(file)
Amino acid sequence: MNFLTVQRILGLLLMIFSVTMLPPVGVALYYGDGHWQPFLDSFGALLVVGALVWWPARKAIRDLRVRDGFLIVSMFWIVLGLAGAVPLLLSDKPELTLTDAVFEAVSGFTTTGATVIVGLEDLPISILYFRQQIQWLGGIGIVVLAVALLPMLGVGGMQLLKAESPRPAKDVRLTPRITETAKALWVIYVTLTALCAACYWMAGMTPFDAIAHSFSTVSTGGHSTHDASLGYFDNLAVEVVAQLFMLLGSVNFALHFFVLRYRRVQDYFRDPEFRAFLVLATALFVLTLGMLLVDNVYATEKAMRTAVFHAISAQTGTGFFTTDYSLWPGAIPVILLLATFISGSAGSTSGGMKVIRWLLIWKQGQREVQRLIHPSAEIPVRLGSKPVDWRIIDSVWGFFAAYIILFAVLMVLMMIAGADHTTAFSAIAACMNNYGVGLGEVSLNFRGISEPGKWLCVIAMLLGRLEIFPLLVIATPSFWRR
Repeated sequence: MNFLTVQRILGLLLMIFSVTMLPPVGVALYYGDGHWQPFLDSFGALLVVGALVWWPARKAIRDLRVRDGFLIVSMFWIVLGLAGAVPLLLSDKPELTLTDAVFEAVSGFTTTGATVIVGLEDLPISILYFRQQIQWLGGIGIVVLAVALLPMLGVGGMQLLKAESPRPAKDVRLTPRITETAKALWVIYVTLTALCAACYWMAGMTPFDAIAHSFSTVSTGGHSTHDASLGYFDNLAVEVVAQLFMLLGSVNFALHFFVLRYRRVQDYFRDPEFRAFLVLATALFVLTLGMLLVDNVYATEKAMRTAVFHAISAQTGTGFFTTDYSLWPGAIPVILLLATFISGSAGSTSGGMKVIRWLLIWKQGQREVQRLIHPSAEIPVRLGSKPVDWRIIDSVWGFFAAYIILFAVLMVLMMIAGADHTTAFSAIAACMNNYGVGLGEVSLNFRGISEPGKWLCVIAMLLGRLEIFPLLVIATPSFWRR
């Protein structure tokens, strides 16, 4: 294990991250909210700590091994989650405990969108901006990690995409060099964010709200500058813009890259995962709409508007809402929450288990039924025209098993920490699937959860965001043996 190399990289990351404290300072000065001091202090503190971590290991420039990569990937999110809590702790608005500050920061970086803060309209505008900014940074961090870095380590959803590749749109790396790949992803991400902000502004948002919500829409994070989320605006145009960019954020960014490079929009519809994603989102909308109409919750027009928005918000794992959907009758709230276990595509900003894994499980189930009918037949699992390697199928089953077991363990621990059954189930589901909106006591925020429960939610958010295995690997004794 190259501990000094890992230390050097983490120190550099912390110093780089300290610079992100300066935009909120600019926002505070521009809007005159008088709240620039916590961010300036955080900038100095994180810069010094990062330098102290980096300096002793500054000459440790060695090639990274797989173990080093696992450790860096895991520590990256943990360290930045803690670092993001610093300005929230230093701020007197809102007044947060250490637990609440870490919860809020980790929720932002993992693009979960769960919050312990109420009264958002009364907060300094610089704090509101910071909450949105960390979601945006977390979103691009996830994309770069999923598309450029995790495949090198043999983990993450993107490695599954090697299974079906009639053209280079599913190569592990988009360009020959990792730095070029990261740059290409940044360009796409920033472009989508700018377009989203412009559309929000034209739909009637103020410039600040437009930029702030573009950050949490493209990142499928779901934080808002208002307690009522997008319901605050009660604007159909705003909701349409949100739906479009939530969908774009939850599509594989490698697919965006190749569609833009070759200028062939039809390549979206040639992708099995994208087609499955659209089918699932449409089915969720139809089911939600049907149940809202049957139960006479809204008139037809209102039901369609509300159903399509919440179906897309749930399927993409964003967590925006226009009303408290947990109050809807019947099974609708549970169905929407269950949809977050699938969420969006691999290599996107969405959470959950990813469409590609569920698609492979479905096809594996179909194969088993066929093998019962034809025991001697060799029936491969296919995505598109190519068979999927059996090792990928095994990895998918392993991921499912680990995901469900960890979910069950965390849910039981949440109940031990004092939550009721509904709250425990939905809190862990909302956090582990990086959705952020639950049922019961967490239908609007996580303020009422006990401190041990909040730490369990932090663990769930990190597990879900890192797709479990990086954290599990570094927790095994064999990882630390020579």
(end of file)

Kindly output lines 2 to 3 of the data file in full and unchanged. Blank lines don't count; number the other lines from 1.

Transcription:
Repeated sequence: MNFLTVQRILGLLLMIFSVTMLPPVGVALYYGDGHWQPFLDSFGALLVVGALVWWPARKAIRDLRVRDGFLIVSMFWIVLGLAGAVPLLLSDKPELTLTDAVFEAVSGFTTTGATVIVGLEDLPISILYFRQQIQWLGGIGIVVLAVALLPMLGVGGMQLLKAESPRPAKDVRLTPRITETAKALWVIYVTLTALCAACYWMAGMTPFDAIAHSFSTVSTGGHSTHDASLGYFDNLAVEVVAQLFMLLGSVNFALHFFVLRYRRVQDYFRDPEFRAFLVLATALFVLTLGMLLVDNVYATEKAMRTAVFHAISAQTGTGFFTTDYSLWPGAIPVILLLATFISGSAGSTSGGMKVIRWLLIWKQGQREVQRLIHPSAEIPVRLGSKPVDWRIIDSVWGFFAAYIILFAVLMVLMMIAGADHTTAFSAIAACMNNYGVGLGEVSLNFRGISEPGKWLCVIAMLLGRLEIFPLLVIATPSFWRR
């Protein structure tokens, strides 16, 4: 294990991250909210700590091994989650405990969108901006990690995409060099964010709200500058813009890259995962709409508007809402929450288990039924025209098993920490699937959860965001043996 190399990289990351404290300072000065001091202090503190971590290991420039990569990937999110809590702790608005500050920061970086803060309209505008900014940074961090870095380590959803590749749109790396790949992803991400902000502004948002919500829409994070989320605006145009960019954020960014490079929009519809994603989102909308109409919750027009928005918000794992959907009758709230276990595509900003894994499980189930009918037949699992390697199928089953077991363990621990059954189930589901909106006591925020429960939610958010295995690997004794 190259501990000094890992230390050097983490120190550099912390110093780089300290610079992100300066935009909120600019926002505070521009809007005159008088709240620039916590961010300036955080900038100095994180810069010094990062330098102290980096300096002793500054000459440790060695090639990274797989173990080093696992450790860096895991520590990256943990360290930045803690670092993001610093300005929230230093701020007197809102007044947060250490637990609440870490919860809020980790929720932002993992693009979960769960919050312990109420009264958002009364907060300094610089704090509101910071909450949105960390979601945006977390979103691009996830994309770069999923598309450029995790495949090198043999983990993450993107490695599954090697299974079906009639053209280079599913190569592990988009360009020959990792730095070029990261740059290409940044360009796409920033472009989508700018377009989203412009559309929000034209739909009637103020410039600040437009930029702030573009950050949490493209990142499928779901934080808002208002307690009522997008319901605050009660604007159909705003909701349409949100739906479009939530969908774009939850599509594989490698697919965006190749569609833009070759200028062939039809390549979206040639992708099995994208087609499955659209089918699932449409089915969720139809089911939600049907149940809202049957139960006479809204008139037809209102039901369609509300159903399509919440179906897309749930399927993409964003967590925006226009009303408290947990109050809807019947099974609708549970169905929407269950949809977050699938969420969006691999290599996107969405959470959950990813469409590609569920698609492979479905096809594996179909194969088993066929093998019962034809025991001697060799029936491969296919995505598109190519068979999927059996090792990928095994990895998918392993991921499912680990995901469900960890979910069950965390849910039981949440109940031990004092939550009721509904709250425990939905809190862990909302956090582990990086959705952020639950049922019961967490239908609007996580303020009422006990401190041990909040730490369990932090663990769930990190597990879900890192797709479990990086954290599990570094927790095994064999990882630390020579």